Finally got the chance to head over to the Bitterroot Valley’s newest brewery, Higherground Brewing Co., over the weekend. The brewery, located in Hamilton at 518 N. First St., opened about a month ago and has a bit of different feel. It seems more like a cafe with a brewery inside, with checkerboard floors and wooden tables throughout. On the Saturday afternoon that I was in there, plenty of families stopped by not to drink but to have some wood-fired pizza that’s available in the brewery. The pizza is pretty good, by the way.
There’s good news today from Flathead Lake Brewing Co.
Preparations for opening a new eatery and tasting room in Missoula are moving right along.
Here’s the latest from Sandy Clare:
Things are going well in Missoula and it looks like a Nov. 9th opening. We will have Montana hand crafted beers from Flathead lake Brewing Company, Kettlehouse, and others. For those grape lovers we will also have a few wines on hand. We’ll be serving Shrimp Po’ Boys, Glacier Buffalo Chili, and The Bar Burger (featuring local beef) dishes to name just a few. We’ll have live music on the weekends and be doing community events on Wednesdays. More info to come soon. You can check out Flathead Lake Brewing Company of Missoula on Facebook for more updates.
Watch, too, in Monday’s Missoulian – when reporter Betsy Cohen will have a story on the plans for not only Flathead Lake Brewing, but for a new downtown restaurant and a cooking school.
Imagine being able to walk into a cafe and sit at a fine table with a mosaic floor under your feet, high, painted ceilings and windows that go all the way up. Not difficult to imagine? Well, what if the server brought you a menu that had some of the world’s best beers on draught and in the bottle? Still not difficult to imagine? You must be living in New York or San Francisco.
Now imagine this in Missoula, Montana.
Many people already know that Red Bird has a fine selection of world-class beers on hand for your enjoyment, but the Missoula craft-brewing scene got a little better when Cafe Dolce opened its doors. I was able to visit the cafe yesterday for a small tasting with my friend Mike Saxton of BeerTrips.com, the world’s foremost guided beer tour operator and Belgian beer aficionado.
If I didn’t look at the icy snow covering the grass outside, I could’ve been in Italy again, and the beer menu made me think of some of the best high-end beer cafes I’ve visited in places like Auckland, New Zealand, Copenhagen, Denmark and Kyiv, Ukraine.
We settled on a beer from Dieu du ciel!, a Canadian microbrewery, called Rosée d’hibiscus, 5 percent ABV. This pink-hued beer was served in a red wine glass, and the fruity esters coming off the nose were almost over the top, but a sip revealed an acidic wheat beer with hints of tropical flower and that dusty graininess characteristic of wheat. It is Mike’s assessment that the yeast plays a huge role in this beer, and I’m inclined to agree. Though the hibiscus flowers added during the brewing process certainly figure prominently in this beer. I’d like to find a whole lot more of this wonderful beer before summer, as I have a feeling it would taste wonderful on a hot day.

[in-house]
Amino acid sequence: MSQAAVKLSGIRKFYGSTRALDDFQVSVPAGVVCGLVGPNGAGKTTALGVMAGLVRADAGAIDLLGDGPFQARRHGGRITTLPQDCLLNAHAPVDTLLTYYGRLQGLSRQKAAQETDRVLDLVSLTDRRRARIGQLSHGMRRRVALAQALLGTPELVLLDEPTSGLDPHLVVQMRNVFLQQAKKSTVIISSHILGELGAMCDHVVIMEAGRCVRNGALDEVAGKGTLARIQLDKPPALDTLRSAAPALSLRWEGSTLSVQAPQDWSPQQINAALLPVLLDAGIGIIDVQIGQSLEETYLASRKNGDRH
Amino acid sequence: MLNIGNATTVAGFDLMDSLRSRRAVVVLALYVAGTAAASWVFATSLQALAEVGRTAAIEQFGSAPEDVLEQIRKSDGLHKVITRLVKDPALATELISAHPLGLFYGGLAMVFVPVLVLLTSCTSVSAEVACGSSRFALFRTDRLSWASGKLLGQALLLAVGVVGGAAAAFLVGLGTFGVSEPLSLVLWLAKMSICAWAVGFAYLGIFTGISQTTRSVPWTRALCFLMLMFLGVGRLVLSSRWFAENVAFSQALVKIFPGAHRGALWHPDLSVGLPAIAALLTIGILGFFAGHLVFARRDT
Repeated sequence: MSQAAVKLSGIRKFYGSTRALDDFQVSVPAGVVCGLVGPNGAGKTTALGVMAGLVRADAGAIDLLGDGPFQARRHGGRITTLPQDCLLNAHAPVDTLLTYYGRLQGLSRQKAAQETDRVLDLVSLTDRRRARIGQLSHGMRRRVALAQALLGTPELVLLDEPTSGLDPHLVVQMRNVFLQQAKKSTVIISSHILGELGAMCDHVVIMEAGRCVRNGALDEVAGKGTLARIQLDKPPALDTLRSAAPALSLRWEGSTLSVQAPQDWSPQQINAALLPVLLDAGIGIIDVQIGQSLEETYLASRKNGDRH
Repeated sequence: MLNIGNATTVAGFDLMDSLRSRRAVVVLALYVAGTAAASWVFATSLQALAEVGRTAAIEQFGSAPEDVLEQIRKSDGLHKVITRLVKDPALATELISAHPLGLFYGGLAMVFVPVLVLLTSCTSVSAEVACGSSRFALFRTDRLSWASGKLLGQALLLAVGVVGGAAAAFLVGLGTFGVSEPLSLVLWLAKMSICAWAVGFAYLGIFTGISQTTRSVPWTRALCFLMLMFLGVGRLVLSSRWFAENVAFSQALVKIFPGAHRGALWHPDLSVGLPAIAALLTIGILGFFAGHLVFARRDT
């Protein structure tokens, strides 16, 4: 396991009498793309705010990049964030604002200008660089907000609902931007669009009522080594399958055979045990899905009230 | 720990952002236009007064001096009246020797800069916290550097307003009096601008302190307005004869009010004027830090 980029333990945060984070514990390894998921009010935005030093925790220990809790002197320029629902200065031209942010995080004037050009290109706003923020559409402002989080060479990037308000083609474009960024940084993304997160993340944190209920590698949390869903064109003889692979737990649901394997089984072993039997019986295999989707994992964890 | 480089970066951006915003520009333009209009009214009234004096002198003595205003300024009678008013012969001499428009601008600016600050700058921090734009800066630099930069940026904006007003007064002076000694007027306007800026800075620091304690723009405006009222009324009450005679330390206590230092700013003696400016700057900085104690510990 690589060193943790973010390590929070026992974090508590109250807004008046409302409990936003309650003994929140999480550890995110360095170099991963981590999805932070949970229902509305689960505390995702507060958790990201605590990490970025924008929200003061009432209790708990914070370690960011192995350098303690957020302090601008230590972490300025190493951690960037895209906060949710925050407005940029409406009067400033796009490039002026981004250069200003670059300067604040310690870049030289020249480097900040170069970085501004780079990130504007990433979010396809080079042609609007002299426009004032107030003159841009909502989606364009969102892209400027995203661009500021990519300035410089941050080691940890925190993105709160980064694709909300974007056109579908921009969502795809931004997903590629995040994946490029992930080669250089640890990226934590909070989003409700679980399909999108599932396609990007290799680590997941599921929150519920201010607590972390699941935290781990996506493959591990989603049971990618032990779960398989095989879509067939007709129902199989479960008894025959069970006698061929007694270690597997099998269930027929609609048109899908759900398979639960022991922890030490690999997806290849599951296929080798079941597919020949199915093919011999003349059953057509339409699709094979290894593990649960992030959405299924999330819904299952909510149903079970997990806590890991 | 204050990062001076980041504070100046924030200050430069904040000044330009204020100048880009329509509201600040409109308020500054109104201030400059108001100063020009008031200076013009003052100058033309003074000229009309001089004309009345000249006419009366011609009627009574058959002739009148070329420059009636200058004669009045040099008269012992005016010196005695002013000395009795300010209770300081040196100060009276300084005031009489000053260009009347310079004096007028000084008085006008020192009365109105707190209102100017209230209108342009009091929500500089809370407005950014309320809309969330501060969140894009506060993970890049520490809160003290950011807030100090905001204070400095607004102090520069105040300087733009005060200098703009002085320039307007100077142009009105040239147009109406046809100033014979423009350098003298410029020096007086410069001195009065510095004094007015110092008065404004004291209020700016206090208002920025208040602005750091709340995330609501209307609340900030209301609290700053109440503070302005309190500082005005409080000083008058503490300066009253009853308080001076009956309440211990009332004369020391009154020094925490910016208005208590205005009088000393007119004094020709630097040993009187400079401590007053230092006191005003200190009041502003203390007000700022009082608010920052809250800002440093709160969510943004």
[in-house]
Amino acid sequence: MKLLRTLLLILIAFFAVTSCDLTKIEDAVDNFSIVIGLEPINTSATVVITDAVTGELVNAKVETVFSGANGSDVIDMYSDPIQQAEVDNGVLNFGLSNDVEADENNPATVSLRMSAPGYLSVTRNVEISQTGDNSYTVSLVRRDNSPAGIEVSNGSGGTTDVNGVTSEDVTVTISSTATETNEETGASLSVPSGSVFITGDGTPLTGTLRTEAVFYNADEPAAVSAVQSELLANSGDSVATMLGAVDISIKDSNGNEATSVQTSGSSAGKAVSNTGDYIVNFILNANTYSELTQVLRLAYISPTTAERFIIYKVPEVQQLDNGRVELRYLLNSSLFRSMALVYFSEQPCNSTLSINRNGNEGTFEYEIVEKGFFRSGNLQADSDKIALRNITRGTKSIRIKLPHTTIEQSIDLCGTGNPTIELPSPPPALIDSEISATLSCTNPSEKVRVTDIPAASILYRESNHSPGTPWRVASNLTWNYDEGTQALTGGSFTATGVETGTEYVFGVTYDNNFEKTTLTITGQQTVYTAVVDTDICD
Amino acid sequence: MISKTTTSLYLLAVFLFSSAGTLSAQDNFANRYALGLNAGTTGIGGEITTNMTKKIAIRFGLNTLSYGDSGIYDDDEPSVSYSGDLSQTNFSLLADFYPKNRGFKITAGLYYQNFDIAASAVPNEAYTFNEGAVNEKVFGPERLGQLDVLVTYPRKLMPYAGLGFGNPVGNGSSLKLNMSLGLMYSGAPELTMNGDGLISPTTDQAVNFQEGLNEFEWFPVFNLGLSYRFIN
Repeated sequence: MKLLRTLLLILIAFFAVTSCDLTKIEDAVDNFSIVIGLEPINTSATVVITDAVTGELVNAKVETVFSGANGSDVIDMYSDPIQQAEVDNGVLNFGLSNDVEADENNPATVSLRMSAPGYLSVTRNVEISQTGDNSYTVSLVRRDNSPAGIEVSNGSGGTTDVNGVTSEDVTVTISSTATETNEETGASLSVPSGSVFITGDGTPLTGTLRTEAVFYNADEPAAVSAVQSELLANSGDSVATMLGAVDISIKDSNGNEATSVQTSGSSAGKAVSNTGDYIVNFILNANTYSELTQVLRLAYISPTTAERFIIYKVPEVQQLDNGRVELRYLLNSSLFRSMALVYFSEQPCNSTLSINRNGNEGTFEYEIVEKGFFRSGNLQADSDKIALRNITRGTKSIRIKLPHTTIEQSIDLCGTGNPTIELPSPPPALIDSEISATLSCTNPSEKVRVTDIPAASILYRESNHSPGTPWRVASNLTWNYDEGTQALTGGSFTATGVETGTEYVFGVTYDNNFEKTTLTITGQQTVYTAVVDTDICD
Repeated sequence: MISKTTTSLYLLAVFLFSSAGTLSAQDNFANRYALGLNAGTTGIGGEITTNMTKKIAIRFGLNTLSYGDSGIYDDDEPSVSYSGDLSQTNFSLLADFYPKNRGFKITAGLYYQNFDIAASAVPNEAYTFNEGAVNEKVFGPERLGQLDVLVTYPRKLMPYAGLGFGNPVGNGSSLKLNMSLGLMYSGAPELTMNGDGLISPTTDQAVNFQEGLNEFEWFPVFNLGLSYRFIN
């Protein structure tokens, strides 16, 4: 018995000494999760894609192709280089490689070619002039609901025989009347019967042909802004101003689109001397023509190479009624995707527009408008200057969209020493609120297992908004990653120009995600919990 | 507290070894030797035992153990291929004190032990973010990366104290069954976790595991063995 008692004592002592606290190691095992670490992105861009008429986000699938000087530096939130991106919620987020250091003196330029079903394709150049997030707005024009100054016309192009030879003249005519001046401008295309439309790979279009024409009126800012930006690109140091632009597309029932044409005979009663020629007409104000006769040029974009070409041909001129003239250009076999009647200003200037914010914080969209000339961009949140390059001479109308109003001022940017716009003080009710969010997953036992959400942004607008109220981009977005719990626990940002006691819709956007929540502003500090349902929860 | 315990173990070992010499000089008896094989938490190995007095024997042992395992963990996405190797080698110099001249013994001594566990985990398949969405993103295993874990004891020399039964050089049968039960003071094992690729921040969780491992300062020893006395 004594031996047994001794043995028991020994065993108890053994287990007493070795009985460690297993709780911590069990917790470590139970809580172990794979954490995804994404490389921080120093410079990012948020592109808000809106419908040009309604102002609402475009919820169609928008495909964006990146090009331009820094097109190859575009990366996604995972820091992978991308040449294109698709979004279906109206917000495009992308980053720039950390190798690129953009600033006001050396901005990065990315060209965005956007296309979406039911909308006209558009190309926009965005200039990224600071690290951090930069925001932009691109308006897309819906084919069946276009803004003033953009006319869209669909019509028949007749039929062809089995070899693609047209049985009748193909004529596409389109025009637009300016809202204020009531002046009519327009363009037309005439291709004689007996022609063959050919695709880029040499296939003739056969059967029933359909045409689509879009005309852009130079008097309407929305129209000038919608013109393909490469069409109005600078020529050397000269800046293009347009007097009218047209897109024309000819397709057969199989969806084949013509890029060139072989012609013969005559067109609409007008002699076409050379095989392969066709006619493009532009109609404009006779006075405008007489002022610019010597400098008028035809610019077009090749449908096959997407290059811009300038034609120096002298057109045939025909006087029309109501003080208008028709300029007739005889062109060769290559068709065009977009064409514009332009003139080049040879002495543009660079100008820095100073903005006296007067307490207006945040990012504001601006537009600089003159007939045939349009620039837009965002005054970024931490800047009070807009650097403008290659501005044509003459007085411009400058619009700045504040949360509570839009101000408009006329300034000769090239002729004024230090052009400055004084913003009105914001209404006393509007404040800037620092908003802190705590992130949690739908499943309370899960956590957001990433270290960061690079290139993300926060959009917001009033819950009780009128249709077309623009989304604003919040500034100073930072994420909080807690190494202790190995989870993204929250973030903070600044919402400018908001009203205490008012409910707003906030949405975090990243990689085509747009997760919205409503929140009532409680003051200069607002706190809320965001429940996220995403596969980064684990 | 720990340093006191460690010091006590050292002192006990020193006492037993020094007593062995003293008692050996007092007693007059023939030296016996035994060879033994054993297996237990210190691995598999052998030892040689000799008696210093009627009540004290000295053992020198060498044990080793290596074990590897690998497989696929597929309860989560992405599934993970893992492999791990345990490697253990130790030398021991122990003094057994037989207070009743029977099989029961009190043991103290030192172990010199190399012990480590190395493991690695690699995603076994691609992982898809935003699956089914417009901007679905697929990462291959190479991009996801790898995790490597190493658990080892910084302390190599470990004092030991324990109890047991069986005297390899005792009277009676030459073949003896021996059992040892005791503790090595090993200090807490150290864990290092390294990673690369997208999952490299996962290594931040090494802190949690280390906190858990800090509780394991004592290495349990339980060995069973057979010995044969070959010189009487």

And though I could’ve been somewhere in Italy, the reality was that snow covered the ground outside, and we’re just the other side of the holiday season. So perusing the holiday beer list, Mike and I settled on a collaboration called Special Holiday Ale from the brewers of Nøgne-Ø, Jolly Pumpkin and Stone Brewing Co. This spiced beer, 9 percent ABV, was not understated at all, but it wasn’t grandiose either. The herbal tones on the nose are replaced by hints of sage and nuttiness on the palate. When you taste this beer, you’ll know why they call a spiced ale spiced. This might be one of the better examples of that out there. Deep brown with some chocolate and clove, the Special Holiday Ale is a sign of good things to come from breweries collaborating together.
For our third selection, we chose to try the Jenlain #6, ABV 6 percent, a light, blonde Belgian lager that is almost like Champagne in its light, floral and crisp structure. A perfect apertif, this beer has a slight bitterness that is just held aloft by a rounded malt base. The grain comes through on the nose like a freight train, followed by hints of dried tropical fruit. It comes in a green bottle, so like many of your favorite imports, it’s likely to have just a bit of skunk, though I could detect very little in this particular bottle.